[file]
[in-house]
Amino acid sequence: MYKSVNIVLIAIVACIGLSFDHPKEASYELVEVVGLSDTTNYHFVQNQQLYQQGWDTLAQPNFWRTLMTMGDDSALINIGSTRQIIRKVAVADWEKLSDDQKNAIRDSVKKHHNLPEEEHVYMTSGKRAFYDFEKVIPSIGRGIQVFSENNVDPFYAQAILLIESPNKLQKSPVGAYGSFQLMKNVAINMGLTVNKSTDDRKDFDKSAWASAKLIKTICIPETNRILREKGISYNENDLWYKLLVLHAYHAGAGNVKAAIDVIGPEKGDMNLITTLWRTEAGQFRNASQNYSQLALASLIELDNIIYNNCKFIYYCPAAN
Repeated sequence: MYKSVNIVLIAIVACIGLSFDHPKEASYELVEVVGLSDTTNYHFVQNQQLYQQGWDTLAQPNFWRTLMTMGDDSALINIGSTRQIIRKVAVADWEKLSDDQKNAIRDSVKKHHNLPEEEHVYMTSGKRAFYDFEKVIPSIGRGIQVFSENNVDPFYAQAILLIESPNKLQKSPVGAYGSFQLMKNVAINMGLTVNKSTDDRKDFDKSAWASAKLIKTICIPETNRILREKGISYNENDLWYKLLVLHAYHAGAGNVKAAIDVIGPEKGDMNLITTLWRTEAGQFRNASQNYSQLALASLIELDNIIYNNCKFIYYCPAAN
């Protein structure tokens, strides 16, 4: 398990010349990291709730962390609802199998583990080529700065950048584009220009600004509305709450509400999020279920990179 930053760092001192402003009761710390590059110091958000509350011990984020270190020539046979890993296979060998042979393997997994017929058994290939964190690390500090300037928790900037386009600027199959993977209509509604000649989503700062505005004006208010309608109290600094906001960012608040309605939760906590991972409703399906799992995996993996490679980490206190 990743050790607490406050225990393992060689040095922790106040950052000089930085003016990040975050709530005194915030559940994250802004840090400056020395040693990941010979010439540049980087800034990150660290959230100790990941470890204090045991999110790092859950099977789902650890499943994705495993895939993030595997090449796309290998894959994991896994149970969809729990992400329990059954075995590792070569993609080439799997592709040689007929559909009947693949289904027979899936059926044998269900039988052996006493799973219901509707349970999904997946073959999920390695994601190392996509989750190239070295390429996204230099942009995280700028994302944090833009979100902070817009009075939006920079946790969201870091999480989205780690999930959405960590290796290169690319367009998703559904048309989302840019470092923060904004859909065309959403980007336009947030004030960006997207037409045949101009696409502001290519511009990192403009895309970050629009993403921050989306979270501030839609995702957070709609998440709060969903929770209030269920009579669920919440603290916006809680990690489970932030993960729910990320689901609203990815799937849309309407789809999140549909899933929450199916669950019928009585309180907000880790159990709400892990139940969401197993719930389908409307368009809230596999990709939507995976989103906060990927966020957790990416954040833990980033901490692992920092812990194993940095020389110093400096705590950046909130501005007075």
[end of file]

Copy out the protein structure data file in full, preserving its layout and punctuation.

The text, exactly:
[in-house]
Amino acid sequence: MYKSVNIVLIAIVACIGLSFDHPKEASYELVEVVGLSDTTNYHFVQNQQLYQQGWDTLAQPNFWRTLMTMGDDSALINIGSTRQIIRKVAVADWEKLSDDQKNAIRDSVKKHHNLPEEEHVYMTSGKRAFYDFEKVIPSIGRGIQVFSENNVDPFYAQAILLIESPNKLQKSPVGAYGSFQLMKNVAINMGLTVNKSTDDRKDFDKSAWASAKLIKTICIPETNRILREKGISYNENDLWYKLLVLHAYHAGAGNVKAAIDVIGPEKGDMNLITTLWRTEAGQFRNASQNYSQLALASLIELDNIIYNNCKFIYYCPAAN
Repeated sequence: MYKSVNIVLIAIVACIGLSFDHPKEASYELVEVVGLSDTTNYHFVQNQQLYQQGWDTLAQPNFWRTLMTMGDDSALINIGSTRQIIRKVAVADWEKLSDDQKNAIRDSVKKHHNLPEEEHVYMTSGKRAFYDFEKVIPSIGRGIQVFSENNVDPFYAQAILLIESPNKLQKSPVGAYGSFQLMKNVAINMGLTVNKSTDDRKDFDKSAWASAKLIKTICIPETNRILREKGISYNENDLWYKLLVLHAYHAGAGNVKAAIDVIGPEKGDMNLITTLWRTEAGQFRNASQNYSQLALASLIELDNIIYNNCKFIYYCPAAN
């Protein structure tokens, strides 16, 4: 398990010349990291709730962390609802199998583990080529700065950048584009220009600004509305709450509400999020279920990179 930053760092001192402003009761710390590059110091958000509350011990984020270190020539046979890993296979060998042979393997997994017929058994290939964190690390500090300037928790900037386009600027199959993977209509509604000649989503700062505005004006208010309608109290600094906001960012608040309605939760906590991972409703399906799992995996993996490679980490206190 990743050790607490406050225990393992060689040095922790106040950052000089930085003016990040975050709530005194915030559940994250802004840090400056020395040693990941010979010439540049980087800034990150660290959230100790990941470890204090045991999110790092859950099977789902650890499943994705495993895939993030595997090449796309290998894959994991896994149970969809729990992400329990059954075995590792070569993609080439799997592709040689007929559909009947693949289904027979899936059926044998269900039988052996006493799973219901509707349970999904997946073959999920390695994601190392996509989750190239070295390429996204230099942009995280700028994302944090833009979100902070817009009075939006920079946790969201870091999480989205780690999930959405960590290796290169690319367009998703559904048309989302840019470092923060904004859909065309959403980007336009947030004030960006997207037409045949101009696409502001290519511009990192403009895309970050629009993403921050989306979270501030839609995702957070709609998440709060969903929770209030269920009579669920919440603290916006809680990690489970932030993960729910990320689901609203990815799937849309309407789809999140549909899933929450199916669950019928009585309180907000880790159990709400892990139940969401197993719930389908409307368009809230596999990709939507995976989103906060990927966020957790990416954040833990980033901490692992920092812990194993940095020389110093400096705590950046909130501005007075």